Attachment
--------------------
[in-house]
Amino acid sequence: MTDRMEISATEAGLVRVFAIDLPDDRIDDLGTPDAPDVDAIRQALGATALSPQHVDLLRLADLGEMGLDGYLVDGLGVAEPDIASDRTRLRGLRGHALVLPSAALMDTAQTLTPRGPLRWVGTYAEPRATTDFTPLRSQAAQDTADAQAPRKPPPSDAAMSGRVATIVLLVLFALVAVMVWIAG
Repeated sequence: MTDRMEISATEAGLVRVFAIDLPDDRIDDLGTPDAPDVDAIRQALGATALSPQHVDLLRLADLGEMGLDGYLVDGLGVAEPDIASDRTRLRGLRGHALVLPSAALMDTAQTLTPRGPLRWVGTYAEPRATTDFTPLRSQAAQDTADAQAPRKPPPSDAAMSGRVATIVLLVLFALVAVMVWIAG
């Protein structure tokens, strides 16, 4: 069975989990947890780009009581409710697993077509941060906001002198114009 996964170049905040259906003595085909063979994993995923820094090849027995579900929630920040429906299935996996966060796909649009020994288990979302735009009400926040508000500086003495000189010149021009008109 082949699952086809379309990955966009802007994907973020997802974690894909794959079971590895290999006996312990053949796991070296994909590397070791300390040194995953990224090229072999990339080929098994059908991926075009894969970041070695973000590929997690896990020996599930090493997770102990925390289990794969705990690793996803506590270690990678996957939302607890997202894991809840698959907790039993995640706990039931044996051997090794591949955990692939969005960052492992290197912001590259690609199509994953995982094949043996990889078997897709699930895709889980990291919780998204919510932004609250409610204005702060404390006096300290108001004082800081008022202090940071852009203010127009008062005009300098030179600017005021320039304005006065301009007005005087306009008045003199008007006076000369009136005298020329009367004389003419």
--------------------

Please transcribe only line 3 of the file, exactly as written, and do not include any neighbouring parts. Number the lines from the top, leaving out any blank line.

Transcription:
Repeated sequence: MTDRMEISATEAGLVRVFAIDLPDDRIDDLGTPDAPDVDAIRQALGATALSPQHVDLLRLADLGEMGLDGYLVDGLGVAEPDIASDRTRLRGLRGHALVLPSAALMDTAQTLTPRGPLRWVGTYAEPRATTDFTPLRSQAAQDTADAQAPRKPPPSDAAMSGRVATIVLLVLFALVAVMVWIAG